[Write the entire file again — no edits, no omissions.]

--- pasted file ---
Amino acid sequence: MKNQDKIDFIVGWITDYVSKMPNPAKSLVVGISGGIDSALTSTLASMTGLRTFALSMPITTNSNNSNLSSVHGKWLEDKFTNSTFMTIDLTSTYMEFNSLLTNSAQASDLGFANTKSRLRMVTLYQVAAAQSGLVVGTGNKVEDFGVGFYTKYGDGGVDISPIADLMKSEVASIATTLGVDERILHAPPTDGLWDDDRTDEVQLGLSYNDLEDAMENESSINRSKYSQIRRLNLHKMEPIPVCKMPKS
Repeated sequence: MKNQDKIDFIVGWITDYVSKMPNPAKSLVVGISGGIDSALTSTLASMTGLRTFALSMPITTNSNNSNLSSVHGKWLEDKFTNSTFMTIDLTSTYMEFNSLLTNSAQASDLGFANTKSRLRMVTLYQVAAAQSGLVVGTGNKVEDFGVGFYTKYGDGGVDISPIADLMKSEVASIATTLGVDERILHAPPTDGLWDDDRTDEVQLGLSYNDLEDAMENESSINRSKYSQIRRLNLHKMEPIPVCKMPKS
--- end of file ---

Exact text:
Amino acid sequence: MKNQDKIDFIVGWITDYVSKMPNPAKSLVVGISGGIDSALTSTLASMTGLRTFALSMPITTNSNNSNLSSVHGKWLEDKFTNSTFMTIDLTSTYMEFNSLLTNSAQASDLGFANTKSRLRMVTLYQVAAAQSGLVVGTGNKVEDFGVGFYTKYGDGGVDISPIADLMKSEVASIATTLGVDERILHAPPTDGLWDDDRTDEVQLGLSYNDLEDAMENESSINRSKYSQIRRLNLHKMEPIPVCKMPKS
Repeated sequence: MKNQDKIDFIVGWITDYVSKMPNPAKSLVVGISGGIDSALTSTLASMTGLRTFALSMPITTNSNNSNLSSVHGKWLEDKFTNSTFMTIDLTSTYMEFNSLLTNSAQASDLGFANTKSRLRMVTLYQVAAAQSGLVVGTGNKVEDFGVGFYTKYGDGGVDISPIADLMKSEVASIATTLGVDERILHAPPTDGLWDDDRTDEVQLGLSYNDLEDAMENESSINRSKYSQIRRLNLHKMEPIPVCKMPKS